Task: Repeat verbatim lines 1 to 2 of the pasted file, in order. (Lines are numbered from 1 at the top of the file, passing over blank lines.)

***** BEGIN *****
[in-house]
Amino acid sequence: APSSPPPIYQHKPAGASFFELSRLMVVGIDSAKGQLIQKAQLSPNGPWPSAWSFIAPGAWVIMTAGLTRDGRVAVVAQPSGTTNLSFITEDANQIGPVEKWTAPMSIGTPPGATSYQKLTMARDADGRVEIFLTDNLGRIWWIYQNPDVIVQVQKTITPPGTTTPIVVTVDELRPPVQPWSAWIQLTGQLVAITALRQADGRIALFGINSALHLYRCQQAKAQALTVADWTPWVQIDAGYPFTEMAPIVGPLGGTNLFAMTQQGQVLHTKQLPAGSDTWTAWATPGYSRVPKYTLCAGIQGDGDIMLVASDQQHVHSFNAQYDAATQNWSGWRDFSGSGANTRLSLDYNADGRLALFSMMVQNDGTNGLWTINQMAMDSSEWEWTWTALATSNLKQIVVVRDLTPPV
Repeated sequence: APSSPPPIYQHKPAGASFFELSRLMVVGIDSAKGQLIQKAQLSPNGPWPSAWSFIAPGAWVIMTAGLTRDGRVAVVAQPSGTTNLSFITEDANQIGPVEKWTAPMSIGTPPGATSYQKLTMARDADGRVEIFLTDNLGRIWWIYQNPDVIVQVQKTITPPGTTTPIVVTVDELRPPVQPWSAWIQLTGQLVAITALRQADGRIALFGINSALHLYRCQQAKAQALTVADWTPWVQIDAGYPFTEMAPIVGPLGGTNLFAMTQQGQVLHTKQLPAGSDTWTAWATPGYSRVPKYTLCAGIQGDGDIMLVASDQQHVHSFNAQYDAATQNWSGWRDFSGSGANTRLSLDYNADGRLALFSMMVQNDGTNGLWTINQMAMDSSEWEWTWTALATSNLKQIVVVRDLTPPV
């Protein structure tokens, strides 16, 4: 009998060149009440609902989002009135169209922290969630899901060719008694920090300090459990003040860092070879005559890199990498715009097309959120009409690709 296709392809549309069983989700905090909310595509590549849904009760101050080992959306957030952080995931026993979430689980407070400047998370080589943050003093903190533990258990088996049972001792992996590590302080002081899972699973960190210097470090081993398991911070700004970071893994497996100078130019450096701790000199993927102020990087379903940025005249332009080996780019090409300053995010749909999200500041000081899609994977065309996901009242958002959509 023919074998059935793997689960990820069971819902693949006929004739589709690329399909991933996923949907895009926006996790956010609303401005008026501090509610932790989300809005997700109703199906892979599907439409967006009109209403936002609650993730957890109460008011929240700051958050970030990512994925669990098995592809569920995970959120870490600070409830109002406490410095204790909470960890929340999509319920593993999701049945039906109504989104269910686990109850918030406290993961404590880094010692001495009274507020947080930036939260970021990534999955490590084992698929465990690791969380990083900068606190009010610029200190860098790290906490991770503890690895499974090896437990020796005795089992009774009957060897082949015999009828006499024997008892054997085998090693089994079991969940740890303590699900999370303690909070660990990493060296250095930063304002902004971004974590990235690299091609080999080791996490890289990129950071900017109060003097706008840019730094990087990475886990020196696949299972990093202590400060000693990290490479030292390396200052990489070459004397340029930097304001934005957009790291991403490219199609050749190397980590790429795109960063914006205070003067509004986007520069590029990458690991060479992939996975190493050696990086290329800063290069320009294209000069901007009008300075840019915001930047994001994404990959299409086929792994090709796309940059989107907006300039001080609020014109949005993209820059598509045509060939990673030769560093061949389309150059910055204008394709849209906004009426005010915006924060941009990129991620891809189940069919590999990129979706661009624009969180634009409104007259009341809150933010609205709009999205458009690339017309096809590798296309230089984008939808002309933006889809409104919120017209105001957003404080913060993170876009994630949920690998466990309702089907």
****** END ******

[in-house]
Amino acid sequence: APSSPPPIYQHKPAGASFFELSRLMVVGIDSAKGQLIQKAQLSPNGPWPSAWSFIAPGAWVIMTAGLTRDGRVAVVAQPSGTTNLSFITEDANQIGPVEKWTAPMSIGTPPGATSYQKLTMARDADGRVEIFLTDNLGRIWWIYQNPDVIVQVQKTITPPGTTTPIVVTVDELRPPVQPWSAWIQLTGQLVAITALRQADGRIALFGINSALHLYRCQQAKAQALTVADWTPWVQIDAGYPFTEMAPIVGPLGGTNLFAMTQQGQVLHTKQLPAGSDTWTAWATPGYSRVPKYTLCAGIQGDGDIMLVASDQQHVHSFNAQYDAATQNWSGWRDFSGSGANTRLSLDYNADGRLALFSMMVQNDGTNGLWTINQMAMDSSEWEWTWTALATSNLKQIVVVRDLTPPV